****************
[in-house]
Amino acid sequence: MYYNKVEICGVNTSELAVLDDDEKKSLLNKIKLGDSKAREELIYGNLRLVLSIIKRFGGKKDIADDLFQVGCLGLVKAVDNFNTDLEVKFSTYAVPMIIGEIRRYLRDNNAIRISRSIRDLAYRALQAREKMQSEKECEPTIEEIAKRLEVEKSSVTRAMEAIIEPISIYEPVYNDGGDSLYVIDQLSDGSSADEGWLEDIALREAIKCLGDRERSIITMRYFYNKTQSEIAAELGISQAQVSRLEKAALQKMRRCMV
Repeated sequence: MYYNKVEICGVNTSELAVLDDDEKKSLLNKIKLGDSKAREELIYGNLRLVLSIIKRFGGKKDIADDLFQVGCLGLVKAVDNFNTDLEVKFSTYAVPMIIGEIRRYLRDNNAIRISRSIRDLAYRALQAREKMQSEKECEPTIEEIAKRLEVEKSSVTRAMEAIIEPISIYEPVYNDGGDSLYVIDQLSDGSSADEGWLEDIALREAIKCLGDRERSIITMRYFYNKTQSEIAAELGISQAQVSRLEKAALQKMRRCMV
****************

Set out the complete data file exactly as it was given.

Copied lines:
[in-house]
Amino acid sequence: MYYNKVEICGVNTSELAVLDDDEKKSLLNKIKLGDSKAREELIYGNLRLVLSIIKRFGGKKDIADDLFQVGCLGLVKAVDNFNTDLEVKFSTYAVPMIIGEIRRYLRDNNAIRISRSIRDLAYRALQAREKMQSEKECEPTIEEIAKRLEVEKSSVTRAMEAIIEPISIYEPVYNDGGDSLYVIDQLSDGSSADEGWLEDIALREAIKCLGDRERSIITMRYFYNKTQSEIAAELGISQAQVSRLEKAALQKMRRCMV
Repeated sequence: MYYNKVEICGVNTSELAVLDDDEKKSLLNKIKLGDSKAREELIYGNLRLVLSIIKRFGGKKDIADDLFQVGCLGLVKAVDNFNTDLEVKFSTYAVPMIIGEIRRYLRDNNAIRISRSIRDLAYRALQAREKMQSEKECEPTIEEIAKRLEVEKSSVTRAMEAIIEPISIYEPVYNDGGDSLYVIDQLSDGSSADEGWLEDIALREAIKCLGDRERSIITMRYFYNKTQSEIAAELGISQAQVSRLEKAALQKMRRCMV